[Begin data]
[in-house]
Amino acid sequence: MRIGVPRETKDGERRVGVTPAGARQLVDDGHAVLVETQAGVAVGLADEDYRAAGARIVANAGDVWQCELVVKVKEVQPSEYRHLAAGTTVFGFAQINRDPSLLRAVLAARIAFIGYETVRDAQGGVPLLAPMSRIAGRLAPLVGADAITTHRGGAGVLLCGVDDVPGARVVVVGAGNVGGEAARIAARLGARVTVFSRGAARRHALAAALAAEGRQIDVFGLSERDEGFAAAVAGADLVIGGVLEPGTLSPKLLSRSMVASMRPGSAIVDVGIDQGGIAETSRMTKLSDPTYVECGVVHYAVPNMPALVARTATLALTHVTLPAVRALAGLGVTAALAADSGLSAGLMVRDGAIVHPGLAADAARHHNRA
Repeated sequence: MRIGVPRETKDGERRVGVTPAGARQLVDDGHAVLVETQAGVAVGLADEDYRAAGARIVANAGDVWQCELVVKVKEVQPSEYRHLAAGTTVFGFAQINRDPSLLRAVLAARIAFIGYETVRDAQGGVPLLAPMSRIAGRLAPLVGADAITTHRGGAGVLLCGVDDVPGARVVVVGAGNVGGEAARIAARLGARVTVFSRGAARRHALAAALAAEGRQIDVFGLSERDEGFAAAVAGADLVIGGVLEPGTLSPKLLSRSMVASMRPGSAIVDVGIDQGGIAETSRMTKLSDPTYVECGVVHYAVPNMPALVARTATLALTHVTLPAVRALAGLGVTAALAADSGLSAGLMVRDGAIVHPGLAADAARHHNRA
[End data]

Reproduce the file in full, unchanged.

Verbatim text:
[in-house]
Amino acid sequence: MRIGVPRETKDGERRVGVTPAGARQLVDDGHAVLVETQAGVAVGLADEDYRAAGARIVANAGDVWQCELVVKVKEVQPSEYRHLAAGTTVFGFAQINRDPSLLRAVLAARIAFIGYETVRDAQGGVPLLAPMSRIAGRLAPLVGADAITTHRGGAGVLLCGVDDVPGARVVVVGAGNVGGEAARIAARLGARVTVFSRGAARRHALAAALAAEGRQIDVFGLSERDEGFAAAVAGADLVIGGVLEPGTLSPKLLSRSMVASMRPGSAIVDVGIDQGGIAETSRMTKLSDPTYVECGVVHYAVPNMPALVARTATLALTHVTLPAVRALAGLGVTAALAADSGLSAGLMVRDGAIVHPGLAADAARHHNRA
Repeated sequence: MRIGVPRETKDGERRVGVTPAGARQLVDDGHAVLVETQAGVAVGLADEDYRAAGARIVANAGDVWQCELVVKVKEVQPSEYRHLAAGTTVFGFAQINRDPSLLRAVLAARIAFIGYETVRDAQGGVPLLAPMSRIAGRLAPLVGADAITTHRGGAGVLLCGVDDVPGARVVVVGAGNVGGEAARIAARLGARVTVFSRGAARRHALAAALAAEGRQIDVFGLSERDEGFAAAVAGADLVIGGVLEPGTLSPKLLSRSMVASMRPGSAIVDVGIDQGGIAETSRMTKLSDPTYVECGVVHYAVPNMPALVARTATLALTHVTLPAVRALAGLGVTAALAADSGLSAGLMVRDGAIVHPGLAADAARHHNRA